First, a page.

Gratitude in the time of COVID-19

As the COVID-19 rollercoaster continues to hurtle along, and with much of the country in lockdown, it feels like a good time to talk about the importance of gratitude for our mental health.

Taking time to be consciously grateful of the good things in our lives is an important part of building resilience. It gives us space to reflect on the good things, and to get perspective on our struggles.

Carving out space to give thanks has been part of our society for centuries – from giving thanks for the food on our tables each night, to more official occasions such as Thanksgiving in the US. There’s a reason giving thanks has been encouraged throughout history.

The positive impact of gratitude.

Practicing gratitude can help you feel more positive about life, and overcome feelings of fear and anxiety you may be struggling with.

Research has also shown gratitude has a positive impact on your overall health and wellness, and that practicing gratitude during a crisis like COVID-19 can boost your mood, and also help your physical health in response to illnesses like respiratory infections.

Being more grateful has also been linked with better sleep, fewer headaches and fewer gastrointestinal troubles.

So, how can we use gratitude as a way to improve our health during COVID-19?

 Express gratitude to others.

Showing your gratitude to others has a double impact. It helps you become aware of good things in your life, but it also gives the person you’re grateful for a boost.

Whether that’s writing a thank you note or email to someone who’s been helpful, leaving a positive review online for a local business you’re grateful for, or even just taking time in your next zoom meeting to express gratitude to your team, being generous with your gratitude boosts your mood, and the mood of the people around you.

 Reflect on what you’re grateful for in your own life.

While there’s no denying COVID-19 has been a cause of great upheaval, uncertainty and stress, try to identify positives resulting from the pandemic.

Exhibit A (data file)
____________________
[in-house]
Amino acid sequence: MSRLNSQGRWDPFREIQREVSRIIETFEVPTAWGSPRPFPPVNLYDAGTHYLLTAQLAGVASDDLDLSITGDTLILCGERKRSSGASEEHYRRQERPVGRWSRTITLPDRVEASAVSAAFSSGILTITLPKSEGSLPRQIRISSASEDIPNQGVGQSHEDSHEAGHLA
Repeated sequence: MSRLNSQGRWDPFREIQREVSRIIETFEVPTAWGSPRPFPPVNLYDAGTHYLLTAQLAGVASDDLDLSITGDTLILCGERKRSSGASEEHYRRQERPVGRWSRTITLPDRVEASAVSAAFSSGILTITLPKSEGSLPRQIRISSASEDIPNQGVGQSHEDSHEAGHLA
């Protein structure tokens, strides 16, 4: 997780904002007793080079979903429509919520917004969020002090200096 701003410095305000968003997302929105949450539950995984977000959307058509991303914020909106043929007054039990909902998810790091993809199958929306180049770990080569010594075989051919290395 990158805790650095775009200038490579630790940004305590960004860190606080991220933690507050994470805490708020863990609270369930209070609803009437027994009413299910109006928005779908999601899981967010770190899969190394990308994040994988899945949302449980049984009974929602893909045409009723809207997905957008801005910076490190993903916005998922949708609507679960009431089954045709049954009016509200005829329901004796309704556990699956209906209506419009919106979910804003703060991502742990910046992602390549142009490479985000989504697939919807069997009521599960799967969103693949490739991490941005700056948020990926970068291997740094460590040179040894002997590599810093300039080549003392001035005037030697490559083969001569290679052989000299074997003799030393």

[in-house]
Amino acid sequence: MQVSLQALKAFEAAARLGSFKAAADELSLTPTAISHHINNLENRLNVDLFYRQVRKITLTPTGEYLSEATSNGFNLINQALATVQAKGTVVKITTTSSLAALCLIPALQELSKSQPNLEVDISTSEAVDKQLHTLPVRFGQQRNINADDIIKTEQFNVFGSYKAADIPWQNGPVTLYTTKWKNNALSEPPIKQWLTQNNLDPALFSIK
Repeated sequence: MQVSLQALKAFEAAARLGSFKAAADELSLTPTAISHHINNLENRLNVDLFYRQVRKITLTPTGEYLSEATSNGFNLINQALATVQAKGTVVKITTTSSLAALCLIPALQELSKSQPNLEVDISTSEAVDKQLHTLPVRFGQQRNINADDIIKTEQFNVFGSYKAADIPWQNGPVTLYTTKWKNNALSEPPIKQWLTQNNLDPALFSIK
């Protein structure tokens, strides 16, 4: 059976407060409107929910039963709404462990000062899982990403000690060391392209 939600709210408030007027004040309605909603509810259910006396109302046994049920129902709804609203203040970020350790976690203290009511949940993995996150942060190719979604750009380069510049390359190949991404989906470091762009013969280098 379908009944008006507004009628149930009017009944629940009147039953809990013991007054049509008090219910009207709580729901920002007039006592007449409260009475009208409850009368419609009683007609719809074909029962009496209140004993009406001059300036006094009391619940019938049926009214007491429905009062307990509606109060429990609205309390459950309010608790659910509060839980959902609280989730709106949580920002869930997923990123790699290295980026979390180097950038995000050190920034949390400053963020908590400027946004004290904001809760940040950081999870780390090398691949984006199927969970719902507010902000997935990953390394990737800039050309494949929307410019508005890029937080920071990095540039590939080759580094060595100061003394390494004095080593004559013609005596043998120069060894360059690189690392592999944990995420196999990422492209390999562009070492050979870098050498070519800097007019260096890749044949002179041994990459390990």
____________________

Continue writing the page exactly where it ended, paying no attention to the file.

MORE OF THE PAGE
Perhaps you feel grateful to be in a country where we haven’t had a huge loss of life, and where we have hard-working healthcare workers who are keeping us safe.

Perhaps you’re grateful to have reconnected with your family through more time at home. Or perhaps you’re simply grateful to be living in an age where modern technology means you can still speak to family and friends around the world via video chats and messaging.

Try to become aware of the things you’re grateful for which also boost your mood.

For example, if chatting with family members makes you feel positive and happy, then make an effort to schedule in calls on a regular basis. Or if being in nature is a source of calm and joy, then prioritise getting outside to the beach, going on a bushwalk, or simply sitting outside under the stars and enjoying the night sky.

Building a daily gratitude habit.

As with most things, building good habits around gratitude and making it part of your daily routine is a great way to really appreciate the benefits.

To do this, try keeping a notebook next to your bed, and writing down three things you’re grateful for at the start or end of each day.

At first you might struggle to think of specifics, so things like ‘my own health’, ‘access to high-quality healthcare’, ‘being able to speak to my mum on the phone’ might be a good place to start.

As time goes on, you’ll find yourself becoming more aware of what you’re grateful for – and finding more specific things to note in your notebook.

Carving out this time each day to be grateful, will help you feel more positive about your life and how you’re coping in this challenging time.

No matter how bad things feel, there are always things we can be grateful for.

If you’d like to speak with us about coping in the pandemic and how to embrace gratitude for your own wellbeing, get in touch with the team at Dr Olga Lavalle & Associates on (02) 4244 5636.

Written by Olga Lavalle

Olga is registered as a Clinical Psychologist with the Australian Health Practitioner Regulation Agency. She provides psychological services under Medicare, is an Employee Assistance Program provider and an approved WorkCover NSW provider. Additionally, Olga consults to workplace and community sporting organisations.

Pin It on Pinterest